Fans go wild as pre-game begins for Drew Jubera’s Must Win

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In a matter of minutes Wednesday night, thanks to shares from his old ink-stained newspapering pals, Facebook became awash with the cover of former AJC national correspondent Drew Jubera’s upcoming book “Must Win: A Season of Survival for a Town and its Team.” And mind you, this is just for the pre-order announcement. The tome, via St. Martin’s Press doesn’t technically hit stores and Kindles until September 4.

Back in 2010, Jubera spent a year making an indentation in the stands at the 11,000-seat Death Valley stadium while chronicling the Valdosta High School Wildcats football program as Title Town USA faced down economic hard times and acclimated to a new coach. In a post to Facebook friends Wednesday, Jubera wrote: “The heaviest lifting is finally finished. Anxious to return to the world and see y’all.”

Esquire magazine writer at large and former Atlanta magazine scribe Tom Junod is among those contributing a blurb for the book: “Drew Jubera’s ‘Must Win’ is a must-read that not only makes good on the promise of its title, but makes its title come blazingly alive. You start reading it because you want to know how a team from a small town in South Georgia became the greatest and most storied team in the history of American high school football. But Jubera is a writer who can go deep, and the story he’s telling is the story of how even winners can become underdogs in post-crash America, and how even underdogs can find a way to beat the odds and win again.”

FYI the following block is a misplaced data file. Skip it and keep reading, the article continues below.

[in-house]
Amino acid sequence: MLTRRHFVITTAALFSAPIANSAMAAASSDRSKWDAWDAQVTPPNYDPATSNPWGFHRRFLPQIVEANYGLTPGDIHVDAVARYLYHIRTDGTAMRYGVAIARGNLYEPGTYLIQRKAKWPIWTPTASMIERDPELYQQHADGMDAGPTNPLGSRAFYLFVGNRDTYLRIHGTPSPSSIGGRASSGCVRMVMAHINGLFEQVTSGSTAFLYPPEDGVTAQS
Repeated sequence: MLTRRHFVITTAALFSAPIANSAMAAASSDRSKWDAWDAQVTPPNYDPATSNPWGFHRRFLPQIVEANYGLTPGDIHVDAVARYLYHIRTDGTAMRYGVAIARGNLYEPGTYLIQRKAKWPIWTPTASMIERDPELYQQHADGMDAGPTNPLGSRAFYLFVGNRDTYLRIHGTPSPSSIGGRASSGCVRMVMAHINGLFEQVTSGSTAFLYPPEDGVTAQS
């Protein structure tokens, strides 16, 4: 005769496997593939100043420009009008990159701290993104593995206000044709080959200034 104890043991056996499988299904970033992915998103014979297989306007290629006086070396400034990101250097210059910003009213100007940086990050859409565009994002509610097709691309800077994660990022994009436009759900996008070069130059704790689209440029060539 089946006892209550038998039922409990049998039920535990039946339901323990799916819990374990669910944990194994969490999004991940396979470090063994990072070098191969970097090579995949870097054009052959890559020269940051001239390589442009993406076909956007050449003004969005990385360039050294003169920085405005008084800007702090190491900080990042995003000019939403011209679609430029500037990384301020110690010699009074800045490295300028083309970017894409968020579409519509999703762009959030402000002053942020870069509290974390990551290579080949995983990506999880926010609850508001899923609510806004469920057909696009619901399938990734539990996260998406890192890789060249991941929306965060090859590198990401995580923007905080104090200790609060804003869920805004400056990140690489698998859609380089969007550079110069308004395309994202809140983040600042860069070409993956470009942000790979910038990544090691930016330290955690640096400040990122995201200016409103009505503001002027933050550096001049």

SPOTTED!

Harry Wayne Casey aka K.C. of K.C. and the Sunshine Band enjoying cocktails on the rooftop patio at Whiskey Blue at the W hotel in Buckhead. The disco survivor was in town for a show at Chastain. Songstress Colbie Caillet, who was supposed to be performing in St. Augustine, was riding out Tropical Storm Beryl celebrating her birthday with 15 friends at Whiskey Blue as well.

 

TRANSITIONS

Former AJC assistant managing editor and New York Times national correspondent Dudley Clendinen died Wednesday in Baltimore. He was 67. Diagnosed in 2010 with ALS, the bowtie-accented editor informed the public of his condition via a moving NYT op/ed piece, “The Short Good Life” in 2011. Wrote Clendinen at the time: “I don’t worry about fatty foods anymore. I don’t worry about having enough money to grow old. I’m not going to grow old. I’m having a wonderful time.”

 

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